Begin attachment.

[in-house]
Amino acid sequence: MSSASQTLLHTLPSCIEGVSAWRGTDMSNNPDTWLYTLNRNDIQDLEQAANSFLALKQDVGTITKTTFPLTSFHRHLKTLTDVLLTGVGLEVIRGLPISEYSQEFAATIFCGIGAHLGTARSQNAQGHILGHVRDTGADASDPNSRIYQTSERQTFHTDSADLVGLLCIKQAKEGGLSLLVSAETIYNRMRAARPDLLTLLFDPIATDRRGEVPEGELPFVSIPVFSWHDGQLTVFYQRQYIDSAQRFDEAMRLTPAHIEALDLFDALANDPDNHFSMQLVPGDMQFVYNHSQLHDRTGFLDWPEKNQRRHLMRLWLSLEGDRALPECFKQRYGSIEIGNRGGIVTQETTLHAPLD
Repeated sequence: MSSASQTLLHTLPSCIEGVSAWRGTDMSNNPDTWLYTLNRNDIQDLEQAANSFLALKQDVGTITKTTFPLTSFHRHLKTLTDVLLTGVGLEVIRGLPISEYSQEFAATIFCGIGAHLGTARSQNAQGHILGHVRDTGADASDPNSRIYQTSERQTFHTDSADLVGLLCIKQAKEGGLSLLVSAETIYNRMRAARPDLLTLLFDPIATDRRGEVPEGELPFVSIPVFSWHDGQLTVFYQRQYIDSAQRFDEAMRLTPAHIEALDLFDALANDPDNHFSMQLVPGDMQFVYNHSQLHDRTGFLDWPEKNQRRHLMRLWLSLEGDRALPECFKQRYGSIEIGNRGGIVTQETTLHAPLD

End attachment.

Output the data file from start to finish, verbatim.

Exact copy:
[in-house]
Amino acid sequence: MSSASQTLLHTLPSCIEGVSAWRGTDMSNNPDTWLYTLNRNDIQDLEQAANSFLALKQDVGTITKTTFPLTSFHRHLKTLTDVLLTGVGLEVIRGLPISEYSQEFAATIFCGIGAHLGTARSQNAQGHILGHVRDTGADASDPNSRIYQTSERQTFHTDSADLVGLLCIKQAKEGGLSLLVSAETIYNRMRAARPDLLTLLFDPIATDRRGEVPEGELPFVSIPVFSWHDGQLTVFYQRQYIDSAQRFDEAMRLTPAHIEALDLFDALANDPDNHFSMQLVPGDMQFVYNHSQLHDRTGFLDWPEKNQRRHLMRLWLSLEGDRALPECFKQRYGSIEIGNRGGIVTQETTLHAPLD
Repeated sequence: MSSASQTLLHTLPSCIEGVSAWRGTDMSNNPDTWLYTLNRNDIQDLEQAANSFLALKQDVGTITKTTFPLTSFHRHLKTLTDVLLTGVGLEVIRGLPISEYSQEFAATIFCGIGAHLGTARSQNAQGHILGHVRDTGADASDPNSRIYQTSERQTFHTDSADLVGLLCIKQAKEGGLSLLVSAETIYNRMRAARPDLLTLLFDPIATDRRGEVPEGELPFVSIPVFSWHDGQLTVFYQRQYIDSAQRFDEAMRLTPAHIEALDLFDALANDPDNHFSMQLVPGDMQFVYNHSQLHDRTGFLDWPEKNQRRHLMRLWLSLEGDRALPECFKQRYGSIEIGNRGGIVTQETTLHAPLD